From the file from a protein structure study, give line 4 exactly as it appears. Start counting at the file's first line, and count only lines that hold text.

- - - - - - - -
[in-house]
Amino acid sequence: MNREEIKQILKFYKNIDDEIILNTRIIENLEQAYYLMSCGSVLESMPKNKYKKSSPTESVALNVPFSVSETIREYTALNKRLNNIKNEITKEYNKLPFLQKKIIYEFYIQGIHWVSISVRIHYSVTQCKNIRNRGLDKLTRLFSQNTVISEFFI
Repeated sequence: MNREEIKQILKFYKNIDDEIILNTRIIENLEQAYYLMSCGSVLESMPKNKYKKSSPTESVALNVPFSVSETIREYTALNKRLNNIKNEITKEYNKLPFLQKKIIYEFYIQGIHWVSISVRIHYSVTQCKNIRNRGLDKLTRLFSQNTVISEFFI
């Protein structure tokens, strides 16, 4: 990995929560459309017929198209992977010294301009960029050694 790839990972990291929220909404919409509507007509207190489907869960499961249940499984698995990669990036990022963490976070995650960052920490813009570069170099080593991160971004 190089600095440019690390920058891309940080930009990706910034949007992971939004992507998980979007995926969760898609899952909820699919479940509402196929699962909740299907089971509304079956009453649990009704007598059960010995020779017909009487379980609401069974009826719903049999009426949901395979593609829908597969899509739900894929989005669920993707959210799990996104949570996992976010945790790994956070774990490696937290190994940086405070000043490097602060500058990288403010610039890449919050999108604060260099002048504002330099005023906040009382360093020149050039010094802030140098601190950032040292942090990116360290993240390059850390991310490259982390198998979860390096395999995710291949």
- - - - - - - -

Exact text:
């Protein structure tokens, strides 16, 4: 990995929560459309017929198209992977010294301009960029050694 790839990972990291929220909404919409509507007509207190489907869960499961249940499984698995990669990036990022963490976070995650960052920490813009570069170099080593991160971004 190089600095440019690390920058891309940080930009990706910034949007992971939004992507998980979007995926969760898609899952909820699919479940509402196929699962909740299907089971509304079956009453649990009704007598059960010995020779017909009487379980609401069974009826719903049999009426949901395979593609829908597969899509739900894929989005669920993707959210799990996104949570996992976010945790790994956070774990490696937290190994940086405070000043490097602060500058990288403010610039890449919050999108604060260099002048504002330099005023906040009382360093020149050039010094802030140098601190950032040292942090990116360290993240390059850390991310490259982390198998979860390096395999995710291949």